Other Views – January/February 2020

(Continued from the January-February issue of Jersey Jazz)

Art Blakey was a mentor and inspiration for many jazz players who played in the Jazz
Messengers and then went on to individual prominence — players such as Lee Morgan,
Wayne Shorter, Benny Golson, Horace Silver, Walter Davis Jr., Cedar Walton, and Hank
Mobley.

By Joe Lang

(Continued from the January-February issue of Jersey Jazz)

Art Blakey was a mentor and inspiration for many jazz players who played in the Jazz Messengers and then went on to individual prominence — players such as Lee Morgan,Wayne Shorter, Benny Golson, Horace Silver, Walter Davis Jr., Cedar Walton, and Hank Mobley. The JOSHUA BREAKSTONE TRIO, Breakstone on guitar, Eliot Zigmund on drums, and Martin Wind on bass recently released Children of Art (Capri – 74151), an eight-track tribute to Art Blakey’s Jazz Messengers — seven songs written by the players mentioned above, plus an original by Breakstone titled “Children of Art.” Breakstone is a lyrical player, Wind is among the most interesting soloists on bass in addition to his great time, and Zigmund is a wonderfully creative drummer. Together they give the tunes here superb interpretations, putting their own spin on these well-constructed compositions. Well done, gentlemen! (www.caprirecords.com)

High Standards (Fullblast Recordings – 2219) is aptly named, for it presents guitarist MIKE PACHELLI leading a trio with bassist Tony Levin and drummer Danny Gottlieb playing a swinging set of nine standards and Pachelli’s original, “Yardbird Blues,” The other selections are “When You’re Smiling,” “There Will Never Be Another You,” “Skylark,” “Whistle While You Work,” “Sweet Georgia Brown,” “What a Wonderful World,” “Put on a Happy Face,” “These Are Soulful Days” and “Cute.” There is nothing tricky or pretentious here, just a trio of fine players giving straight ahead takes on great tunes.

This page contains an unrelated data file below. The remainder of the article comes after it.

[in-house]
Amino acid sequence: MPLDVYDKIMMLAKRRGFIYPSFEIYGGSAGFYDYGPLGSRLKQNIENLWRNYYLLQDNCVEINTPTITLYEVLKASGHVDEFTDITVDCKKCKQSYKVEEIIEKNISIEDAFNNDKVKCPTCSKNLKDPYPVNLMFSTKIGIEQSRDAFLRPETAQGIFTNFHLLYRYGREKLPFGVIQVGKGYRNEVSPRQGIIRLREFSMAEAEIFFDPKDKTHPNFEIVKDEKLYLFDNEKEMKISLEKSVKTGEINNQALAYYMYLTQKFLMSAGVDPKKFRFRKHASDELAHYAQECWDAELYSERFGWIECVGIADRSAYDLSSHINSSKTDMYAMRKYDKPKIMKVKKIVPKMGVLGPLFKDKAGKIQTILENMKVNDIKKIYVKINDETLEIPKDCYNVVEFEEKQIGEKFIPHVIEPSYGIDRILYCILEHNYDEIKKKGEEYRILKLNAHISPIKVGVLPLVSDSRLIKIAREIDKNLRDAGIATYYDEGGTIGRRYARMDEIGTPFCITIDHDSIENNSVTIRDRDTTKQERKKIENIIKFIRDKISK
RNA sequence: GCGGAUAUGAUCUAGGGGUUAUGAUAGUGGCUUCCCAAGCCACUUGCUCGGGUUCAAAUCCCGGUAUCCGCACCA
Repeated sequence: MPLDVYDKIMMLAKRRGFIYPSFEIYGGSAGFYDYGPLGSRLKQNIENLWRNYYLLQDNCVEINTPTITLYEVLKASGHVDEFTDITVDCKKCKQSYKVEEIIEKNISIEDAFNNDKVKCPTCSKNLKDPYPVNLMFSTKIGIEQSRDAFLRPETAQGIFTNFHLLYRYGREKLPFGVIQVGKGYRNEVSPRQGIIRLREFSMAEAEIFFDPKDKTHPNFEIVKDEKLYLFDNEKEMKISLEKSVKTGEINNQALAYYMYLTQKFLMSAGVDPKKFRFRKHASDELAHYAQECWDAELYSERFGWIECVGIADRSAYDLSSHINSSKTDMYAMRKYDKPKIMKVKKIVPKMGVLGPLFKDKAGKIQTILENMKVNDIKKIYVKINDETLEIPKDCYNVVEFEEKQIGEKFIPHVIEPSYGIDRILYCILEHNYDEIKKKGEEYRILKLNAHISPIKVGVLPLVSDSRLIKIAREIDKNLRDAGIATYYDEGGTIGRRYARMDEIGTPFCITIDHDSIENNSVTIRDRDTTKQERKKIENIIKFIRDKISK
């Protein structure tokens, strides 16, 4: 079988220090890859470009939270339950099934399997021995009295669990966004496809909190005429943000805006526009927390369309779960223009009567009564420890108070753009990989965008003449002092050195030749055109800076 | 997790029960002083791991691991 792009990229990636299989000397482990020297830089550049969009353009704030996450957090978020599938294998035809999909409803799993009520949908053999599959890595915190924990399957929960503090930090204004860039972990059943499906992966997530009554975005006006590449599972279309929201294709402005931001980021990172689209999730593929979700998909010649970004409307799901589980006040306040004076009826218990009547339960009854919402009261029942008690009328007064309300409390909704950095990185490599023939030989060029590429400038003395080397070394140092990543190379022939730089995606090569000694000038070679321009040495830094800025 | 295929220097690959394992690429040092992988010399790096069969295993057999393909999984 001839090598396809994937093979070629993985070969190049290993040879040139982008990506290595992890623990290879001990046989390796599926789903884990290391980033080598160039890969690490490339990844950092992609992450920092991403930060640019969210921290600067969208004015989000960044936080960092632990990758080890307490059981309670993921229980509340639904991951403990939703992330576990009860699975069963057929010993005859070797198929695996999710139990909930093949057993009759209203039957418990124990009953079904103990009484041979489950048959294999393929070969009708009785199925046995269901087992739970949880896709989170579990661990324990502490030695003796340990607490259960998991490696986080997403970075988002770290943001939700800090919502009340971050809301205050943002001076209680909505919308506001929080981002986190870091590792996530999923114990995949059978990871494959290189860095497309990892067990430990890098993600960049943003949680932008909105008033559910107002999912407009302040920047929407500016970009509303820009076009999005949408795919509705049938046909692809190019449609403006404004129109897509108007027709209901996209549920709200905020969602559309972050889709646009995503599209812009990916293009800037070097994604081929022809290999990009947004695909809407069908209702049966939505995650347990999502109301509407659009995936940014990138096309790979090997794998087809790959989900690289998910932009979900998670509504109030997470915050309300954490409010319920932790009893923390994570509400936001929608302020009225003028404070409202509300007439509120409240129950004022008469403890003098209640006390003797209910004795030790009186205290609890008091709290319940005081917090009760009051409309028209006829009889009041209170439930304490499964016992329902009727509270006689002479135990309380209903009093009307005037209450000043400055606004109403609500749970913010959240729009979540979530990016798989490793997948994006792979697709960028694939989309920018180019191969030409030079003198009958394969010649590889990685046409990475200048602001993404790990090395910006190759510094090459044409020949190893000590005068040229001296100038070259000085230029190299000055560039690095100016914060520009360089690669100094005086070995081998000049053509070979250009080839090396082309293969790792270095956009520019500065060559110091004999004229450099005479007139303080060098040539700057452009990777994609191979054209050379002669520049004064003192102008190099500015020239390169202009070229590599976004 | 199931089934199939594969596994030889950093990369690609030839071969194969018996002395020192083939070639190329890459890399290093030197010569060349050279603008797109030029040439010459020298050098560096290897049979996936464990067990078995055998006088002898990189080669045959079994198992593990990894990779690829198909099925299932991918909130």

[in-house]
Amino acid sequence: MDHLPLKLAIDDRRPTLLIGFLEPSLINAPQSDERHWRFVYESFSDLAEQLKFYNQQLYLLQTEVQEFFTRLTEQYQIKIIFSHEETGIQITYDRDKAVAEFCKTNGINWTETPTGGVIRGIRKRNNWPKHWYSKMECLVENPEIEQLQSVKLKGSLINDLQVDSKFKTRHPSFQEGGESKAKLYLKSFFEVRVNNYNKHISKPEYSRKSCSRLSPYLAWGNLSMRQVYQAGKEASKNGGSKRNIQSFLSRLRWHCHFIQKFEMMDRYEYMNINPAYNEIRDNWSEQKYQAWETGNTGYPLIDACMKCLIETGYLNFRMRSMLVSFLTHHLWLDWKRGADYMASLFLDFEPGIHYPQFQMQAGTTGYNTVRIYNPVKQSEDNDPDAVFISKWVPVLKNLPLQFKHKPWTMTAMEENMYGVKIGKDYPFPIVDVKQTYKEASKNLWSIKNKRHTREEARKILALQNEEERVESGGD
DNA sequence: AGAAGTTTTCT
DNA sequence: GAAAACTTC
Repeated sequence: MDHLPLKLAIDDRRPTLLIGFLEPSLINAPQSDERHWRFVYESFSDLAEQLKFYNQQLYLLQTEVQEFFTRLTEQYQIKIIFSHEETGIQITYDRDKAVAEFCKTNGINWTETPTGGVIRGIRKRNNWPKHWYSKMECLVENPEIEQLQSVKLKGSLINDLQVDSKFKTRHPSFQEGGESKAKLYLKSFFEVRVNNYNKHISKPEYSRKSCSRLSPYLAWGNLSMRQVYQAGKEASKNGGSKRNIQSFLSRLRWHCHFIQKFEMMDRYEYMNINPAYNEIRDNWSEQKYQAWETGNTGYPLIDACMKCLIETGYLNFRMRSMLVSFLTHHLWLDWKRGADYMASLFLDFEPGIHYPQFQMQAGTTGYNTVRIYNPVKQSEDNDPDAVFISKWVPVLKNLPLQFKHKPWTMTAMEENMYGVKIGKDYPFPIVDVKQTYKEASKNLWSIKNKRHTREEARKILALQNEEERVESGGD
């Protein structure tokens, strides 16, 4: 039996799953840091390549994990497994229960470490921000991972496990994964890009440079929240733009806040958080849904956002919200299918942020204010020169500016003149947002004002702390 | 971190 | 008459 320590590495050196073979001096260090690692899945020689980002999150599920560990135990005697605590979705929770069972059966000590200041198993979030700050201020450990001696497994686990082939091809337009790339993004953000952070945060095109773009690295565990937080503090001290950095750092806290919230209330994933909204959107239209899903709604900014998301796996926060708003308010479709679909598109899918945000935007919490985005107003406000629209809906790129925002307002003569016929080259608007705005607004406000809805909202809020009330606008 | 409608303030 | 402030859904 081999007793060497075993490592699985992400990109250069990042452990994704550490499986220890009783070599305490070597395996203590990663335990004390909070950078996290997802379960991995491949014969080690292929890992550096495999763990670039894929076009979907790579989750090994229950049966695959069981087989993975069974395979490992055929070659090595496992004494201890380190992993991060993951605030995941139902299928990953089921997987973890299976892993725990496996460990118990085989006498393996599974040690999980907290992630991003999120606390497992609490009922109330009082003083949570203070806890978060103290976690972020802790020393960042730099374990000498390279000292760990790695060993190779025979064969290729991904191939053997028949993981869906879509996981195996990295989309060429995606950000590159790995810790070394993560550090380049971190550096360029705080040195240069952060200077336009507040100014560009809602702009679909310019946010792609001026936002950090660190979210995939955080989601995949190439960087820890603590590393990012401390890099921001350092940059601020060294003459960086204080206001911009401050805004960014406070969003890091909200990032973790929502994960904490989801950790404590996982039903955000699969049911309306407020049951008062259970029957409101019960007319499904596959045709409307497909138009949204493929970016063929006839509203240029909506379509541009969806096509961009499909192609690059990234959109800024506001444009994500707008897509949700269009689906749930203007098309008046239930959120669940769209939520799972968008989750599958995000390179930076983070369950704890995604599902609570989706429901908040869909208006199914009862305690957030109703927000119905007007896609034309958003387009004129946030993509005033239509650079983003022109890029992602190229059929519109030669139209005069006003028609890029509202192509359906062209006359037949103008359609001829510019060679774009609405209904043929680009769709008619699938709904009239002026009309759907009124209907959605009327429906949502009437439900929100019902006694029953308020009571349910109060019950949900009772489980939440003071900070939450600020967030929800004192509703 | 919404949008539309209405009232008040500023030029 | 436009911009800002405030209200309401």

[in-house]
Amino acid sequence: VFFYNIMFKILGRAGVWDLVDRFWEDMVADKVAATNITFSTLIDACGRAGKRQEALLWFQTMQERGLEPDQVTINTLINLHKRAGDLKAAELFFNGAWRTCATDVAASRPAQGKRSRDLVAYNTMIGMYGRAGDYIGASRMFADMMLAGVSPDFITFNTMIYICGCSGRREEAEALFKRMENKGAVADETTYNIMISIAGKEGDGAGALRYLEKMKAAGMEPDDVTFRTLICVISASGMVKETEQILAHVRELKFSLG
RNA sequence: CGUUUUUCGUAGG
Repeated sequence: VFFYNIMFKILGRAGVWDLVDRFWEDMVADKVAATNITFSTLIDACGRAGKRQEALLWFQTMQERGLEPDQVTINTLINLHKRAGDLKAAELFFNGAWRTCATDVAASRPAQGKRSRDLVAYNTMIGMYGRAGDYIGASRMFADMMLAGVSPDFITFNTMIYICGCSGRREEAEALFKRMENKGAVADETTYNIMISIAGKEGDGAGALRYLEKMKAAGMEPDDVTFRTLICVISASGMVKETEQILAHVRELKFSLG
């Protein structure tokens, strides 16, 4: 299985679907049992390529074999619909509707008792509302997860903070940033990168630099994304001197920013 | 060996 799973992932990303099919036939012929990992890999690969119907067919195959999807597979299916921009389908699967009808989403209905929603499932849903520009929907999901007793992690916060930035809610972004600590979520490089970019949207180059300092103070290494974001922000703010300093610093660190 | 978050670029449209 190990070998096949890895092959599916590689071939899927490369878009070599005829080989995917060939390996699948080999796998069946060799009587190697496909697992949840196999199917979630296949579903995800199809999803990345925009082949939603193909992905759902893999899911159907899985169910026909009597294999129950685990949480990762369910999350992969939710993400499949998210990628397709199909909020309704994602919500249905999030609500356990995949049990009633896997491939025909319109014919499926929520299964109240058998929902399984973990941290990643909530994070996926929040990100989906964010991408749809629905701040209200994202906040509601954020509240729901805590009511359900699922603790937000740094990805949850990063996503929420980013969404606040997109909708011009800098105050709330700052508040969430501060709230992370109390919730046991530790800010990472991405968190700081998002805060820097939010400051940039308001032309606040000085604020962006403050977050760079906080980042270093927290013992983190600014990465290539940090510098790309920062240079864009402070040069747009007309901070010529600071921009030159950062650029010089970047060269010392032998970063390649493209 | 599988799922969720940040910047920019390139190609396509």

Ten years ago, bassist JOHN MILLER, who is also active as a musical coordinator for Broadway shows, commercials, television, and films, released a vocal album.  He had been playing guitar and singing for his own enjoyment, and with the help of guitarist David Spinozza, his co-producer, Stage Door Johnny: John Miller – Takes on Broadway (self-produced) became a reality.  It has now been re-released in a special 10th Anniversary Edition.  Miller and Spinozza arranged the 12 selections for musical groups of different sizes.  Miller is vocally inspired by the likes of Mose Allison, Chet Baker and Antonio Carlos Jobim, each of whom, like Miller, had light expressive voices. The songs, with the exception of “Secret Love,” are from Broadway shows, and include ‘Why Can’t You Behave,” “Old Man River,” “Fugue for Tinhorns,” “Hernando’s Hideaway” and “Oh, What a Beautiful Morning.”  This is an nicely unpretentious album that is easy on the ears throughout. (www.johnmillerbass.com)

One of the things that has distinguished NEW YORK VOICES is the eclecticism of the material that the group performs. Reminiscing in Tempo (Origin – 82784) is reflective of that quality.  Long time members, Peter Eldridge, Lauren Kinhan, Darmon Meader and Kim Nazarian are truly a group.  They jointly select the material, with most of the arrangements by Meader, and occasional input from the others.  The program for this album includes jazz tunes, standards, original material and a couple of melodies by Cuban composer Ignacio Cervantes.  The singers are supported on some selections by a small big band, with Meader on alto or tenor sax. As is usually the case, New York Voices keep things interesting throughout Reminiscing in Tempo. (www.originarts.com).

Jersey Jazz

The New Jersey Jazz Society (NJJS) is a non-profit organization of business and professional people, musicians, teachers, students and listeners working together for the purpose of advancing jazz music.

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The New Jersey Jazz Society (NJJS) is a non-profit organization of business and professional people, musicians, teachers, students and listeners working together for the purpose of advancing jazz music.